Before the final pitches, the audience also heard from Jon Dahl, CEO and co-founder of Zencoder. Zencoder provides a video encoding service and was successfully acquired by Brightcove in 2012. But it was Dahl’s fourth attempt at pursuing the idea.
Dahl encouraged the attendees to 1) make something people want, and 2) pursue it with tenacity.
There was also dancing
While we waited for the judges final decisions, we were led in an energetic dance routine…
The top three winners of Startup Weekend Fargo were judged on three main factors:
Business Model: Why will the business be successful?
Validation: Did they find that their idea answered a real problem?
Execution & Design: Did the team establish a Minimum Viable Product?
The judges were James Burgum, Jon Pederson, Kris Bevill, Ross Manson, Chuck Hoge, Jim Gartin, and Greg Cant.
First place went to Nick Waverek and his team, with their project called Infynt. Waverek pitched the idea (among a few others) on Friday night, explaining the difficulty he has with tracking the data about his son while in daycare. Rather than using a slip of paper, as most daycares do, Waverek and his team developed a software/app to efficiently track and store info on your child such as poopy diapers, nap times, etc. Among the reasons why Infynt won first place was that it seemed the most validated, judges said. Many parents out there do want a product like this.
Second place went to Jake Joraanstad and his team, with his idea for an Emerging University. Joraanstad addressed the problem that college students really don’t get much experience in “the real world” before they graduate. With Emerging University, he wants to bridge that gap to create a school where students get their general education, but also get hands on work experience at places where they want to work.
Third place went to Rob Burke and his team with FieldLeash, a portable dog collar and control system that prevents dogs from running away. When hiking, for example, one can program perimeters into the system and if the dog crosses them they’ll get a small electric shock – keeping them close to you without the hassle of a leash.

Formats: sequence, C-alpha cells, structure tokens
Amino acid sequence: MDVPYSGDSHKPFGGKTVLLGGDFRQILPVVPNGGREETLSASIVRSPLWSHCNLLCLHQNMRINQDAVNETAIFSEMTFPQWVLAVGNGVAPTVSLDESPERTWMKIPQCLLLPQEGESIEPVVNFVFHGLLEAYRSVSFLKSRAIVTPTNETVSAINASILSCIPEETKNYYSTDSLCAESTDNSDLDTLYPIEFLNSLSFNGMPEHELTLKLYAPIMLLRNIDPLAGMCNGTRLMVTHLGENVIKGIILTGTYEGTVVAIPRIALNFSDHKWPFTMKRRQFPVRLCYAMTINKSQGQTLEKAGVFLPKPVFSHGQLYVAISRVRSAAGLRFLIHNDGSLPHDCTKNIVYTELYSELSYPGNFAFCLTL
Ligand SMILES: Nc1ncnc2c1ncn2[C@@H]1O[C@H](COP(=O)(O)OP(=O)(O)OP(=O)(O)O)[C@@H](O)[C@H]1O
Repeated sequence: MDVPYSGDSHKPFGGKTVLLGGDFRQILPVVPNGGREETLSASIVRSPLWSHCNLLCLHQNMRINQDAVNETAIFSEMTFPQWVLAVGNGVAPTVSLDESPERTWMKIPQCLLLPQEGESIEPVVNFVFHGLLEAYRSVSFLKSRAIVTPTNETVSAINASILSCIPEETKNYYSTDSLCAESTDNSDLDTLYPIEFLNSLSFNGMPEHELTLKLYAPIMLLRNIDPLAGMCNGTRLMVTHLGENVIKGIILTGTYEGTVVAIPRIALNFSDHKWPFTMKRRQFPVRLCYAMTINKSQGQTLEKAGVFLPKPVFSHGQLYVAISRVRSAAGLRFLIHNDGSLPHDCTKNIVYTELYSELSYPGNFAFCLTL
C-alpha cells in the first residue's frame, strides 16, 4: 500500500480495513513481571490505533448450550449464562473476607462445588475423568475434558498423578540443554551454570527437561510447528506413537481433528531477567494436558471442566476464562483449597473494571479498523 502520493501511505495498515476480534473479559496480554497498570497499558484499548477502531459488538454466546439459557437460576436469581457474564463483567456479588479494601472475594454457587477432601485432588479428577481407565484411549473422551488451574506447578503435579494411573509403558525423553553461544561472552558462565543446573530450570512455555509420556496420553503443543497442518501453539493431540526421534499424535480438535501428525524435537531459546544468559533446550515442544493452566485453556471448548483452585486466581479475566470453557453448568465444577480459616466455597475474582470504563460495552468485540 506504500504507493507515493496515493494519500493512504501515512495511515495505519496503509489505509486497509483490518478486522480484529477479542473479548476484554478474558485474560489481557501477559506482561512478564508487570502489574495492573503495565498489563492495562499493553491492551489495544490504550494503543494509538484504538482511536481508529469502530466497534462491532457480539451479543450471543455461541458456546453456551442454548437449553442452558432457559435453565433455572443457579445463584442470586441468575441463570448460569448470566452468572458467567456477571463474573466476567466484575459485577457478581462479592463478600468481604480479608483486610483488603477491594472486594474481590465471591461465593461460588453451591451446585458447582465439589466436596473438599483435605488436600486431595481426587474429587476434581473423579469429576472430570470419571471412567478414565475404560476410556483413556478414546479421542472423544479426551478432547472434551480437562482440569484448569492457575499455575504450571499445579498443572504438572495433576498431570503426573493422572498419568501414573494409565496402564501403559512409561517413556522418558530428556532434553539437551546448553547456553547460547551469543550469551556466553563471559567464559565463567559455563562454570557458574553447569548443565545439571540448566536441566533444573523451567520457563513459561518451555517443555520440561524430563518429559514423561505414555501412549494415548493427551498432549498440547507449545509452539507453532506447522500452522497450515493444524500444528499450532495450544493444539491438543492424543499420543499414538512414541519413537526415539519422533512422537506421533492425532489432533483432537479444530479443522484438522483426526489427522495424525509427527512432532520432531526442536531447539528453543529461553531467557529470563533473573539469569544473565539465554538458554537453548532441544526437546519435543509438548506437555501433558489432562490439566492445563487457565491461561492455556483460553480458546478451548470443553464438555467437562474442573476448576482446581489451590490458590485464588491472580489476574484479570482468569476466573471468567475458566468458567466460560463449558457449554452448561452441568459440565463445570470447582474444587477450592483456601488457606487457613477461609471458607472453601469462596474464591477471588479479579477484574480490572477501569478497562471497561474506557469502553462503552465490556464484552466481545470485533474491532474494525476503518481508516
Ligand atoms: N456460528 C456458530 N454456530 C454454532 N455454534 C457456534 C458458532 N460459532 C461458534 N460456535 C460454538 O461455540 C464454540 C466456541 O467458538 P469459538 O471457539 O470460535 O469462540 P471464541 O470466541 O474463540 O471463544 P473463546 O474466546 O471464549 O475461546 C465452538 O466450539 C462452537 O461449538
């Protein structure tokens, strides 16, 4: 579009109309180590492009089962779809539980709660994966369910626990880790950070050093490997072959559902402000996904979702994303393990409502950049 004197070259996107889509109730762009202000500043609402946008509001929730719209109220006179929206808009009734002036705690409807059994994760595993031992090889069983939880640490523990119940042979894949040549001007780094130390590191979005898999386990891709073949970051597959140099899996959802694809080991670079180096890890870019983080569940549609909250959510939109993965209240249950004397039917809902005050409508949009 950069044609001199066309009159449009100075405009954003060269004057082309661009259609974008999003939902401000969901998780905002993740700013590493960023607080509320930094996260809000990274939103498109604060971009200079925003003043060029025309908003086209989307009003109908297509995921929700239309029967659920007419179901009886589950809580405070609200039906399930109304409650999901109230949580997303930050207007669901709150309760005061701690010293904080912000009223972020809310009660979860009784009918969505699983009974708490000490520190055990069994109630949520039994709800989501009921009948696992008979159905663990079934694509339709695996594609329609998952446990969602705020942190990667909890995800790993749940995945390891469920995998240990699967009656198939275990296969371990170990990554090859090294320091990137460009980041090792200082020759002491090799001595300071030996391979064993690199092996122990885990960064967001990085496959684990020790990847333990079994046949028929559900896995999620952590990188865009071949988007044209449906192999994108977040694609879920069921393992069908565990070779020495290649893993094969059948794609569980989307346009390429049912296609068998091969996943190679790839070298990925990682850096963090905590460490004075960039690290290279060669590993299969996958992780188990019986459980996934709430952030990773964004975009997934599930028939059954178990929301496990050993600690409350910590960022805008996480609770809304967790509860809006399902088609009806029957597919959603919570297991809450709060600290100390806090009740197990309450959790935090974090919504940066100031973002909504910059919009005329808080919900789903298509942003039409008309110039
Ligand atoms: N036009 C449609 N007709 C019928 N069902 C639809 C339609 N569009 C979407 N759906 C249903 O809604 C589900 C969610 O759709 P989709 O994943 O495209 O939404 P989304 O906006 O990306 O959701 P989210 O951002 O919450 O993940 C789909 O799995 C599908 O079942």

Winners received a trophy that is also a functional lamp, hand crafted by Justin Morken. All team members from the top 3 received Rhombus Guys certificates.
“We’ve heard from a couple people that they use them to meet back up as a team,” said co-organizer John Machacek.
1st place also received four 5-visit punch cards to CoCo as well as free Infynt logo T-shirts courtesy of Heat Transfer Warehouse.
But more than just getting the prizes, these teams laid groundwork for their innovative ideas. In 54 hours, they built up and validated their project. They presented it successfully to judges and to well over a hundred people in the audience. They made valuable connections with venture capitalists and community leaders. And now, they have something to pursue – if they so choose.
Reiser said about 30% of Startup Weekend teams stick together to keep building the project after the weekend is over. Even fewer continue longer than a few months after to see the project through. But there have been successful startups that emerge. What will be the next for Fargo?
Check out a few other neat pitches here:
Klink – Honorable Mention
Fargo Hotcakes – Honorable Mention
Here’s some valuable insight for pursuing ideas: 7 Tips for the Monday after Startup Weekend.
Stay tuned for upcoming articles featuring the winners. Learn more about Startup Weekend Fargo, here!
Photos by Zach Davis Photography.